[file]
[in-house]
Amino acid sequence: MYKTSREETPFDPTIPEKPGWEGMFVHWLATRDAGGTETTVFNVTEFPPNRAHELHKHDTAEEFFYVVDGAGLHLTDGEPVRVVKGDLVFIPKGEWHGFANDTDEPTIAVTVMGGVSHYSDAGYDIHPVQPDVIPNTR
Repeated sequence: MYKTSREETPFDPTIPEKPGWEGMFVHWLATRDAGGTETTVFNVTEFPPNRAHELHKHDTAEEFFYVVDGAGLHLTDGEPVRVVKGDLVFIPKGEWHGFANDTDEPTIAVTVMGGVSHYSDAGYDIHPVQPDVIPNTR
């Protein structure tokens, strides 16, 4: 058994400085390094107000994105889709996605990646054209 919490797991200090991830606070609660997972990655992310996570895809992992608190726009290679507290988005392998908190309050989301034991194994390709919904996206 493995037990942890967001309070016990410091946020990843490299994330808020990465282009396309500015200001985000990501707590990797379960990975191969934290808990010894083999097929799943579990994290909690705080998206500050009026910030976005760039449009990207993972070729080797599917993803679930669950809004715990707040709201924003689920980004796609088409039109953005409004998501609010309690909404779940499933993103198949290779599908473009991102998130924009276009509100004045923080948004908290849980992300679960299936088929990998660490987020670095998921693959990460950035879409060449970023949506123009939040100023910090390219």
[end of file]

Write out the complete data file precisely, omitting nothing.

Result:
[in-house]
Amino acid sequence: MYKTSREETPFDPTIPEKPGWEGMFVHWLATRDAGGTETTVFNVTEFPPNRAHELHKHDTAEEFFYVVDGAGLHLTDGEPVRVVKGDLVFIPKGEWHGFANDTDEPTIAVTVMGGVSHYSDAGYDIHPVQPDVIPNTR
Repeated sequence: MYKTSREETPFDPTIPEKPGWEGMFVHWLATRDAGGTETTVFNVTEFPPNRAHELHKHDTAEEFFYVVDGAGLHLTDGEPVRVVKGDLVFIPKGEWHGFANDTDEPTIAVTVMGGVSHYSDAGYDIHPVQPDVIPNTR
């Protein structure tokens, strides 16, 4: 058994400085390094107000994105889709996605990646054209 919490797991200090991830606070609660997972990655992310996570895809992992608190726009290679507290988005392998908190309050989301034991194994390709919904996206 493995037990942890967001309070016990410091946020990843490299994330808020990465282009396309500015200001985000990501707590990797379960990975191969934290808990010894083999097929799943579990994290909690705080998206500050009026910030976005760039449009990207993972070729080797599917993803679930669950809004715990707040709201924003689920980004796609088409039109953005409004998501609010309690909404779940499933993103198949290779599908473009991102998130924009276009509100004045923080948004908290849980992300679960299936088929990998660490987020670095998921693959990460950035879409060449970023949506123009939040100023910090390219």